I was one paragraph into the article about our bail system and the women suffering from it when I could feel my blood pressure rising. I thought about how much money I had in my checking account and wondered how many women I could bail out with it (not much). The idea that a woman would spend 150 days in jail over a $300 bail which could be covered with a $30 bond was unconscionable.

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For those who are not familiar with the U.S. Justice System (ignore the irony of the use of the word justice), you are about to have your world flipped. Here’s how it works: Someone is arrested for a crime This person is usually black because as you know, the U.S. has a long and proud history of racism. For the rest of this blog I will be talking about Black Women. She has been arrested but not convicted of a crime. However, like the Salem witch trials, the accusation is enough. She is held in jail until her case finally makes it through the clogged court system so she can see a judge and they can decide if she even committed a crime.

This is ridiculous, you say. How could we keep people in jail when they haven’t been convicted? Don’t worry—if you have the means, you can buy your way out. If this sounds like how rich people avoided serving in wars while poor children die, it should. The U.S. also has a history of setting up torturous systems that the rich can buy their way out off—it goes hand in hand with the history of racism.

Once she is arrested a bail is set and it can be $300 or it can be $3,000 (or much more, of course). Statistically speaking, if you are being arrested for a petty charge like shoplifting, driving without a license, or possession of an illicit drug you are most likely not flush. Generally people don’t steal $40 worth of merchandise when they have $300 in their pocket. So she can’t pay her bail. That’s okay, because we have bail bondsmen who will cover her $300 if she pays them 10% as a bond. The bail bondsman will get the full $300 back  when she shows up for court but she’ll never see that 10% again.

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What if she doesn’t have the 10%? On a $3,000 bail the bond is still $300. Most people don’t have that lying around. In Philadelphia, where I’m writing from, the poverty rate is 25.7% meaning that a quarter of the population are living on less than $24,000 a year for a family of four. Since we know that arrest rates are correlated with poverty rates we can guess how many women aren’t going to be able to pay even the bond. So they sit in jail.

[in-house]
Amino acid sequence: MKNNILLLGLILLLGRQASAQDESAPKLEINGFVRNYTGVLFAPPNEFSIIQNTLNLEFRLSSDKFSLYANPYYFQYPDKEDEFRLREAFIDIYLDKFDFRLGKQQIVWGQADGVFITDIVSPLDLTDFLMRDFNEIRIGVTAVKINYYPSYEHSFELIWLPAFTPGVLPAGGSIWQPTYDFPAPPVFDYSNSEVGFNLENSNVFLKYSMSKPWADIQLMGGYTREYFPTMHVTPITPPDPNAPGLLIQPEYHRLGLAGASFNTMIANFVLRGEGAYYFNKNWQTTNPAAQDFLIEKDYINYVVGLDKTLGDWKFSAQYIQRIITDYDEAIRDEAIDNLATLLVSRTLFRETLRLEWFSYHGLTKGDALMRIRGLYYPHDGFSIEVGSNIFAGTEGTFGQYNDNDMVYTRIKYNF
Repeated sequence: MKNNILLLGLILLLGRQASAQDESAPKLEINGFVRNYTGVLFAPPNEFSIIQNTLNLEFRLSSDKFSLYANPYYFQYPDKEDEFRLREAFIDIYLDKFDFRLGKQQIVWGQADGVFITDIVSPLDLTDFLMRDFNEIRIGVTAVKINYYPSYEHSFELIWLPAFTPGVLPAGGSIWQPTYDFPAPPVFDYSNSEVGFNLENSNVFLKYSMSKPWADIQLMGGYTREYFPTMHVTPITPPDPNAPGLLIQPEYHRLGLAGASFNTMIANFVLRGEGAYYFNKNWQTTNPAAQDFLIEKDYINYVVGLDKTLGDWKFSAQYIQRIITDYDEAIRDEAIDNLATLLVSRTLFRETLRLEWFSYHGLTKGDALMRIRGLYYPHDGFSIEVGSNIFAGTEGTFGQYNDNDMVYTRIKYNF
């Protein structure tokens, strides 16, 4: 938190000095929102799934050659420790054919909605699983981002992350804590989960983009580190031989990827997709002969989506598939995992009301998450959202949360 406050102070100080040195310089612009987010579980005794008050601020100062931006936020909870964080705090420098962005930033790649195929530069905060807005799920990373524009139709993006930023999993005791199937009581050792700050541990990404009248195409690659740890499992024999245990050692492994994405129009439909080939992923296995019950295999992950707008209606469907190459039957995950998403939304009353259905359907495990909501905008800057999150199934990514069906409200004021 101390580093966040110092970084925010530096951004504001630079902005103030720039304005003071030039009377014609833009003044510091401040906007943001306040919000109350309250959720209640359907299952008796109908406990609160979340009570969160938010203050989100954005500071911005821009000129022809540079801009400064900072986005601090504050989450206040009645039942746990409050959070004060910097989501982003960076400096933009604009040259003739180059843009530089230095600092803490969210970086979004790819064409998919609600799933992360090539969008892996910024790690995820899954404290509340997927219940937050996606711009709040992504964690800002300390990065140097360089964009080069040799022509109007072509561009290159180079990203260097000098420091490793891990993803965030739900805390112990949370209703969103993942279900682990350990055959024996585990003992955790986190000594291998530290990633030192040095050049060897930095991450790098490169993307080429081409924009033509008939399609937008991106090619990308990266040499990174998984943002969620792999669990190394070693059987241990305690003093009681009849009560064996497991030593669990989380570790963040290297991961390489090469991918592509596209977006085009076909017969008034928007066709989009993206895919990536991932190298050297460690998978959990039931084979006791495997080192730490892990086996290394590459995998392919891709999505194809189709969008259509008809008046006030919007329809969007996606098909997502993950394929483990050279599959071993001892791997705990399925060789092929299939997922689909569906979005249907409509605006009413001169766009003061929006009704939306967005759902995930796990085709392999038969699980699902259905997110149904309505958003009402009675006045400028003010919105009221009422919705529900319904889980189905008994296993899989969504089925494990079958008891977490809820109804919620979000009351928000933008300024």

The average person in Philadelphia spends 25 days in jail before trial. Imagine what would happen if you were missing from your life for 25 days—who is watching your children? Who is caring for your aging parent? Who is paying your rent and utilities? Did you lose your job? I know I wouldn’t have a job if I didn’t show up for a month. But, you say, this wouldn’t happen to me cause I don’t commit crimes. Well, we don’t know if these women have committed a crimes either. The mostly commonly known phrase about the U.S. Justice System is “innocent until proven guilty” which is exactly the opposite of the cash bail system. It incarcerates people who have not been proven guilty.

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In steps the Philadelphia Community Bail Fund who organized the Mama’s Day Bailout. This is a community organization that fundraises to bail people out of jail so they can live their lives while they await trial. In 2017 they bailed out 13 mothers before mother’s day… it cost $60,000. That’s an average of $4,615 per mother.

“Women are the fastest growing population in prison and black women are incarcerated at four times the rate of white women. Although we will bail out only black women and black gender-nonconforming people for Mother’s Day, the Philadelphia Community Bail Fund raises funds to bail out all those held in Philadelphia jails year-round. So far, we have brought 47 people home.”

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For mother’s day this year I made a donation to Philly Bail Out to #FreeBlackMamas in my mother’s name. I encourage you to do the same. If you are so lucky as to be able to spend the day with your mother or your children, help another mother do the same.

“We focus on black women for our Mama’s Day Bailout because we believe that when we center those who are most marginalized, we work for the liberation of all people.” This sentiment describes feminism perfectly. If you are only focused on your own liberation you are not a feminist—you are just self-interested. Feminism must work to raise everyone up and by starting with those who are the  most marginalized, the most oppressed, we by default raise up everyone who is less so.


Article by Claire Ryder
VERVE Operative USA & Humanitarian Activist



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